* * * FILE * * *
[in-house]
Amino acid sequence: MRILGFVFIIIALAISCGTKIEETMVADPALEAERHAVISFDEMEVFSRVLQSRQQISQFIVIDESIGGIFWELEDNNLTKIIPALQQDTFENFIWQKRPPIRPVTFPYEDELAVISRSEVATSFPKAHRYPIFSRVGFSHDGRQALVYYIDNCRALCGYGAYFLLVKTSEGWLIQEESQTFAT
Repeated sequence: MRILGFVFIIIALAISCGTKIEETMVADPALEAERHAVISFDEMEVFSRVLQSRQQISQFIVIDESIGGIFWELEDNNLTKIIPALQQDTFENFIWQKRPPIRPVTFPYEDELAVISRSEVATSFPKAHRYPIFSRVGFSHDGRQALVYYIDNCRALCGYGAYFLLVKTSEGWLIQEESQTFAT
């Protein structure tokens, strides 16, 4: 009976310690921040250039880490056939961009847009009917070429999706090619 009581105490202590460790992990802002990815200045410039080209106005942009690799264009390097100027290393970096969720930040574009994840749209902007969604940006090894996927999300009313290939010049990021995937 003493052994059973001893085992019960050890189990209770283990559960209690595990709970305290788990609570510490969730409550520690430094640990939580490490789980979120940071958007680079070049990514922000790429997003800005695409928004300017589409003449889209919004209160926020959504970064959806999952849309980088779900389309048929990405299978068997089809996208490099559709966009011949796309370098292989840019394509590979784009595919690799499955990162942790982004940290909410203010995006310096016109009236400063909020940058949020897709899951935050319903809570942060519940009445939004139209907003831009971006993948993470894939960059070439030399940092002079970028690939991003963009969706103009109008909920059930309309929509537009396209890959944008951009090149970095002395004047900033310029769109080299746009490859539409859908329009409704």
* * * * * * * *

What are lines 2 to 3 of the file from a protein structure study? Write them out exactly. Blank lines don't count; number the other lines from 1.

Amino acid sequence: MRILGFVFIIIALAISCGTKIEETMVADPALEAERHAVISFDEMEVFSRVLQSRQQISQFIVIDESIGGIFWELEDNNLTKIIPALQQDTFENFIWQKRPPIRPVTFPYEDELAVISRSEVATSFPKAHRYPIFSRVGFSHDGRQALVYYIDNCRALCGYGAYFLLVKTSEGWLIQEESQTFAT
Repeated sequence: MRILGFVFIIIALAISCGTKIEETMVADPALEAERHAVISFDEMEVFSRVLQSRQQISQFIVIDESIGGIFWELEDNNLTKIIPALQQDTFENFIWQKRPPIRPVTFPYEDELAVISRSEVATSFPKAHRYPIFSRVGFSHDGRQALVYYIDNCRALCGYGAYFLLVKTSEGWLIQEESQTFAT